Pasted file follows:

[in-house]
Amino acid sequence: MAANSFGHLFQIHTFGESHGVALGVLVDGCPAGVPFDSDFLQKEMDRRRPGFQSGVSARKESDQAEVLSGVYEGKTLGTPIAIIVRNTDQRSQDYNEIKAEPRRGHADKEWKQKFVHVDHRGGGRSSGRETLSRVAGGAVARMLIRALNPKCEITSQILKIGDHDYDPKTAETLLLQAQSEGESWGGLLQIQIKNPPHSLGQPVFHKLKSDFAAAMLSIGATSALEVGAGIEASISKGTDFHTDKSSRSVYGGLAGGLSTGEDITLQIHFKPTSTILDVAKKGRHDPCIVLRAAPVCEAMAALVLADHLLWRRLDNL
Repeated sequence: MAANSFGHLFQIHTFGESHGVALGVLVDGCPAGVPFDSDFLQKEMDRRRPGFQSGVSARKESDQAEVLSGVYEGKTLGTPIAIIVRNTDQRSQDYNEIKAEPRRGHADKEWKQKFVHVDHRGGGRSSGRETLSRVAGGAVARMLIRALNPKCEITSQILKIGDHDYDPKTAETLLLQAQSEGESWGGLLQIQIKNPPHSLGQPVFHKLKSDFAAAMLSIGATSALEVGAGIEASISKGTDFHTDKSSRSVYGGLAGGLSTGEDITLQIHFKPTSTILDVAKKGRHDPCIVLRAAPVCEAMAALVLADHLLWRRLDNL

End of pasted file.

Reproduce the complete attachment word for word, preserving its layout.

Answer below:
[in-house]
Amino acid sequence: MAANSFGHLFQIHTFGESHGVALGVLVDGCPAGVPFDSDFLQKEMDRRRPGFQSGVSARKESDQAEVLSGVYEGKTLGTPIAIIVRNTDQRSQDYNEIKAEPRRGHADKEWKQKFVHVDHRGGGRSSGRETLSRVAGGAVARMLIRALNPKCEITSQILKIGDHDYDPKTAETLLLQAQSEGESWGGLLQIQIKNPPHSLGQPVFHKLKSDFAAAMLSIGATSALEVGAGIEASISKGTDFHTDKSSRSVYGGLAGGLSTGEDITLQIHFKPTSTILDVAKKGRHDPCIVLRAAPVCEAMAALVLADHLLWRRLDNL
Repeated sequence: MAANSFGHLFQIHTFGESHGVALGVLVDGCPAGVPFDSDFLQKEMDRRRPGFQSGVSARKESDQAEVLSGVYEGKTLGTPIAIIVRNTDQRSQDYNEIKAEPRRGHADKEWKQKFVHVDHRGGGRSSGRETLSRVAGGAVARMLIRALNPKCEITSQILKIGDHDYDPKTAETLLLQAQSEGESWGGLLQIQIKNPPHSLGQPVFHKLKSDFAAAMLSIGATSALEVGAGIEASISKGTDFHTDKSSRSVYGGLAGGLSTGEDITLQIHFKPTSTILDVAKKGRHDPCIVLRAAPVCEAMAALVLADHLLWRRLDNL